That leads to the second big thing the film has going for it: its central performances. Boynton’s surly, angry Chloe is never stereotypical or one-note. This is a kid frightened and traumatised a dozen different ways and Boynton nails the careful, aware stillness of a perennial survivor very well. Even better, Chloe doesn’t let Jess off the hook for her past for most of the film and it’s clear the movie has two lines of conflict for its leads; beating the witch and trying to find common ground with each other. Neither feels unearned and a huge part of that is down to Boynton’s understated and clever central performance.
Much of the rest is down to Sackhoff’s equally impressive work. She’s quietly developed a real horror pedigree in recent years and was a major part of why the brilliant Oculus worked so well. Here she’s even better, giving Jess a studious intensity and awkwardness around her daughter that feels painfully honest and real. Jess is a problem solver, a woman who has fixed herself and now finds even more work to do. She goes about it with the terrified pragmatism of genre cinema’s great heroines and Sackhoff shows us every step, and just what it costs her.
Elsewhere in the miniscule cast, Nick Moran does excellent work as a police officer who knows Chloe of old. Moran has one of the hardest jobs here, projecting menace without tipping into full over villainy and he absolutely nails it. Pooneh Hajimohammadi, also impressive in The Machine, does great work here too as Jess’s model of choice. These four performances anchor the movie and give it a realistic, complex emotional weight even as events spiral further and further out of control.
And it’s those events that really are a joy for horror fans. The premise is set up early on in a way that’s easy to follow but has a couple of apparent holes. Those holes are filled, every single one, as the movie continues and Jess learns more. James, Ostler and Huckerby trust the audience to keep up and at the moments where your eyebrows raise, be assured reasons for what’s going on are on the way.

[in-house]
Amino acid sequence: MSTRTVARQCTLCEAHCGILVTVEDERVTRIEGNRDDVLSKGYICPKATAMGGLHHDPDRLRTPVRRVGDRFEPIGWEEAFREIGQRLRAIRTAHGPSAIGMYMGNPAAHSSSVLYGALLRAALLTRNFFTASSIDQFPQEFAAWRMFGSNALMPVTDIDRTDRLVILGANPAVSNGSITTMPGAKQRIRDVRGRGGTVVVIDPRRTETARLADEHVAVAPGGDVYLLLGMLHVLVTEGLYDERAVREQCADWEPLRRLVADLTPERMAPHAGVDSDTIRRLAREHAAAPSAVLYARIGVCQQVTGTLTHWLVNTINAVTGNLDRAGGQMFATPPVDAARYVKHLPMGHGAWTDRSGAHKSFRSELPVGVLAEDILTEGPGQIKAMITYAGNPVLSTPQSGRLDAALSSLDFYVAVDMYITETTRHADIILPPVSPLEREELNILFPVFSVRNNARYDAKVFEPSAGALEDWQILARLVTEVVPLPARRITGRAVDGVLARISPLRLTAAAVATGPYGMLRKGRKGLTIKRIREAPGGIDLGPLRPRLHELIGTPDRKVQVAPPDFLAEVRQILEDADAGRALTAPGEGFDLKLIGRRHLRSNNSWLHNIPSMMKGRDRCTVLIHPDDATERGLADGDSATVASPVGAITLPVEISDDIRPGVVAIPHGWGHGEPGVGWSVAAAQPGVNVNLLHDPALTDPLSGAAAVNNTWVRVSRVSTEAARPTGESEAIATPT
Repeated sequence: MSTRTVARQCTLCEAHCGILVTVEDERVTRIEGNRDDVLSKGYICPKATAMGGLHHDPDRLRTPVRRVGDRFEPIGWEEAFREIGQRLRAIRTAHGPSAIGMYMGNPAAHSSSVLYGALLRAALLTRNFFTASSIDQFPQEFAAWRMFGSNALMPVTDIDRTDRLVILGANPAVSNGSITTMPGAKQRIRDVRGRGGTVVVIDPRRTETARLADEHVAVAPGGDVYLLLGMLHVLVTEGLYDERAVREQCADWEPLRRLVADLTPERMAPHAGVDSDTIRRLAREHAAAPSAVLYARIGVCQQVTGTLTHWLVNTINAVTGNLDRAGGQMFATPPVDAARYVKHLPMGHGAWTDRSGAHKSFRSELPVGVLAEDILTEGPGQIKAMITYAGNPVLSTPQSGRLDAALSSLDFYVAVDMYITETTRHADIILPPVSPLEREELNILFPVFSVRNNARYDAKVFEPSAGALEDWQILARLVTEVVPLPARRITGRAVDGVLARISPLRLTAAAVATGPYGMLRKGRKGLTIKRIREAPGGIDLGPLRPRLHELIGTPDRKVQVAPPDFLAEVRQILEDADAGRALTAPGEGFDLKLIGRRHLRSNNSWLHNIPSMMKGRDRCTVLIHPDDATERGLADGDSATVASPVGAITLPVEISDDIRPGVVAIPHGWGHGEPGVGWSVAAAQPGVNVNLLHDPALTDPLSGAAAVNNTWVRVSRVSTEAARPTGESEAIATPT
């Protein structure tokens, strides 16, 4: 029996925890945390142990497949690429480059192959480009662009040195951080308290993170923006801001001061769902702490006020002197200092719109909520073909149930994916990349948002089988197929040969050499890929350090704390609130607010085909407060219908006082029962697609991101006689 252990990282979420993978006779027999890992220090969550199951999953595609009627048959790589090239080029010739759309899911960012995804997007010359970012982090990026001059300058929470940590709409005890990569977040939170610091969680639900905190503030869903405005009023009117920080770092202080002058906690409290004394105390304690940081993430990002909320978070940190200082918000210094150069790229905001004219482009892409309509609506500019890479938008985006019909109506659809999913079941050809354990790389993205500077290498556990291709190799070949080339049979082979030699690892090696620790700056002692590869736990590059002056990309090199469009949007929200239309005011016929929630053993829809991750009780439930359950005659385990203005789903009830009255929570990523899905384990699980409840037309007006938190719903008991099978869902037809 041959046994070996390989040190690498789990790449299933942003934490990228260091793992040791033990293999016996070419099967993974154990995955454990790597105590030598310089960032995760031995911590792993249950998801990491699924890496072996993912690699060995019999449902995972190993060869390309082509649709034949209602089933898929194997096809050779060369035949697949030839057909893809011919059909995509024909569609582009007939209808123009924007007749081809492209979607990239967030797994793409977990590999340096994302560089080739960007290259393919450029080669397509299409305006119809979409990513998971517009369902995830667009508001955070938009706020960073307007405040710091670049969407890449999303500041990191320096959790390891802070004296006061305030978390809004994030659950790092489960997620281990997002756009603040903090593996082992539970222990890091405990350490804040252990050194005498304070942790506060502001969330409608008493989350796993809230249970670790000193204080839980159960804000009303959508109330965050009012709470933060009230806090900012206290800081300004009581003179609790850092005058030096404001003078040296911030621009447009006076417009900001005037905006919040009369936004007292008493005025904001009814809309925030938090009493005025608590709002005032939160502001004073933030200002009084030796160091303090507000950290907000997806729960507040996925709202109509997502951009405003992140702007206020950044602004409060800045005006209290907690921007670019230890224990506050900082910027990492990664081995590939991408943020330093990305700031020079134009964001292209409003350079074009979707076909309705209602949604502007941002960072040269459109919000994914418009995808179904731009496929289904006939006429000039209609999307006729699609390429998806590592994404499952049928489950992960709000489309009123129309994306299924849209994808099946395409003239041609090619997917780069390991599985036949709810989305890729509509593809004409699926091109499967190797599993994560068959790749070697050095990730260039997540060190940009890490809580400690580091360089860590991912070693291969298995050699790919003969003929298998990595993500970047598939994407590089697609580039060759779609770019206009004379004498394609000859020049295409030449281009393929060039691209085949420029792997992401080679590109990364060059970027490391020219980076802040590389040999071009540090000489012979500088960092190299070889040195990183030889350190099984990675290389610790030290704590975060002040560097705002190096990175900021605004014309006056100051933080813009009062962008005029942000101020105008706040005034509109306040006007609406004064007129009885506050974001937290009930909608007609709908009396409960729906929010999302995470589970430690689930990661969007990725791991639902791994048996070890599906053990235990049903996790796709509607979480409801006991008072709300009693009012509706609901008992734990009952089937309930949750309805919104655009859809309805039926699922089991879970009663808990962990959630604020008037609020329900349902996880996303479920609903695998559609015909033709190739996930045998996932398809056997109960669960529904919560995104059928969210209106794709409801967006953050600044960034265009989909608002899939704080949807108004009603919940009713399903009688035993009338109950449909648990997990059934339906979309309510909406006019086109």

Even better, this is a film shot through with glorious supernatural logic. Jess’s first attempt to deal with the problem makes perfect sense. Her second leads to one of the most chilling, blink-and-you’ll-miss-it moments since Oculus. By the time she’s headed for Ginger’s house, you get a sense of a woman pushed far past the edge and desperate to do something, anything to save her daughter. That leads to answers about Chloe’s past and a visual payoff to the film’s subtle uses of shadow and noise that leaves it with a single, terrifying image straight out of the best and bloodiest fairy tale.
That’s where the movie really shines; in the constant ways that it subverts Chloe and Jess’ reality. The image of Ginger’s terrible house echoes as loud as the door knocker, up and down the movie. The sense of creeping dread, the fact that Jess’s remarkably sensible approaches does little and the final payoff all give this a feeling that sits somewhere between Mike Flanagan movies and classic Hammer. This is big, chewy horror and it succeeds in almost every way. Even the areas where it fails are interesting, with the male characters under written and one twist in particular playing a little oddly on first viewing.
However, the more you think about it the more you realise Don’t Knock Twice is something special. A defiantly modern, and cheerfully Welsh, horror story that puts its female characters front and centre and gives them a chance to shine.
Review by Alasdair Stuart